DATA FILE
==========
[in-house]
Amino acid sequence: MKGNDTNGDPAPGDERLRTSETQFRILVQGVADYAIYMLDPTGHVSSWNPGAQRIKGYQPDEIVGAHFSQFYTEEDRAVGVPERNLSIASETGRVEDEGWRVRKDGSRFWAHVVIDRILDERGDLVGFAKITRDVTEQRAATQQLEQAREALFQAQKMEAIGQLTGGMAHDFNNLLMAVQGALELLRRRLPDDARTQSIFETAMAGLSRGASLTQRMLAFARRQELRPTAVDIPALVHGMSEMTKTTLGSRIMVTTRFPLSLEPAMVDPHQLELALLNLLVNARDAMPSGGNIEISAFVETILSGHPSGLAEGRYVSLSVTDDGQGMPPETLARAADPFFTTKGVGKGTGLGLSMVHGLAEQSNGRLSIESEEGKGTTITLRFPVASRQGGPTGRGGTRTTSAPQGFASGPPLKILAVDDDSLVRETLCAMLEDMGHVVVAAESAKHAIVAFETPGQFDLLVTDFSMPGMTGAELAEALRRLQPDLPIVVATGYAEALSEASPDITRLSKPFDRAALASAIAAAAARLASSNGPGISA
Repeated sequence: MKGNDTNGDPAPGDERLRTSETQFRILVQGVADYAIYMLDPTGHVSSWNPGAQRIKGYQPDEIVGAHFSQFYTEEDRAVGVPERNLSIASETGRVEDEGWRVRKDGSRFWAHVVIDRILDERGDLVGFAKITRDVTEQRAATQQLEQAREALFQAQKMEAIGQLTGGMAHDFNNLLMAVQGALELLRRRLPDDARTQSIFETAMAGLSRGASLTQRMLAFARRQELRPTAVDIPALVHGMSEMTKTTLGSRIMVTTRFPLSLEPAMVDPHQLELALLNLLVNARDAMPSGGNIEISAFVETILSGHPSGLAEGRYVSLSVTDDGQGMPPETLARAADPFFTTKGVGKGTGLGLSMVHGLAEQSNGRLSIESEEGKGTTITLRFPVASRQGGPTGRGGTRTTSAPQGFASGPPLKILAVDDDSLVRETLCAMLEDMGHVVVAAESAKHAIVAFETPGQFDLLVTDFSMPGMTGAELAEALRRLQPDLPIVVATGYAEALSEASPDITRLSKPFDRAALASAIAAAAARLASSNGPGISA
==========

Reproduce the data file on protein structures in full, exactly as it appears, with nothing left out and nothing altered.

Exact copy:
[in-house]
Amino acid sequence: MKGNDTNGDPAPGDERLRTSETQFRILVQGVADYAIYMLDPTGHVSSWNPGAQRIKGYQPDEIVGAHFSQFYTEEDRAVGVPERNLSIASETGRVEDEGWRVRKDGSRFWAHVVIDRILDERGDLVGFAKITRDVTEQRAATQQLEQAREALFQAQKMEAIGQLTGGMAHDFNNLLMAVQGALELLRRRLPDDARTQSIFETAMAGLSRGASLTQRMLAFARRQELRPTAVDIPALVHGMSEMTKTTLGSRIMVTTRFPLSLEPAMVDPHQLELALLNLLVNARDAMPSGGNIEISAFVETILSGHPSGLAEGRYVSLSVTDDGQGMPPETLARAADPFFTTKGVGKGTGLGLSMVHGLAEQSNGRLSIESEEGKGTTITLRFPVASRQGGPTGRGGTRTTSAPQGFASGPPLKILAVDDDSLVRETLCAMLEDMGHVVVAAESAKHAIVAFETPGQFDLLVTDFSMPGMTGAELAEALRRLQPDLPIVVATGYAEALSEASPDITRLSKPFDRAALASAIAAAAARLASSNGPGISA
Repeated sequence: MKGNDTNGDPAPGDERLRTSETQFRILVQGVADYAIYMLDPTGHVSSWNPGAQRIKGYQPDEIVGAHFSQFYTEEDRAVGVPERNLSIASETGRVEDEGWRVRKDGSRFWAHVVIDRILDERGDLVGFAKITRDVTEQRAATQQLEQAREALFQAQKMEAIGQLTGGMAHDFNNLLMAVQGALELLRRRLPDDARTQSIFETAMAGLSRGASLTQRMLAFARRQELRPTAVDIPALVHGMSEMTKTTLGSRIMVTTRFPLSLEPAMVDPHQLELALLNLLVNARDAMPSGGNIEISAFVETILSGHPSGLAEGRYVSLSVTDDGQGMPPETLARAADPFFTTKGVGKGTGLGLSMVHGLAEQSNGRLSIESEEGKGTTITLRFPVASRQGGPTGRGGTRTTSAPQGFASGPPLKILAVDDDSLVRETLCAMLEDMGHVVVAAESAKHAIVAFETPGQFDLLVTDFSMPGMTGAELAEALRRLQPDLPIVVATGYAEALSEASPDITRLSKPFDRAALASAIAAAAARLASSNGPGISA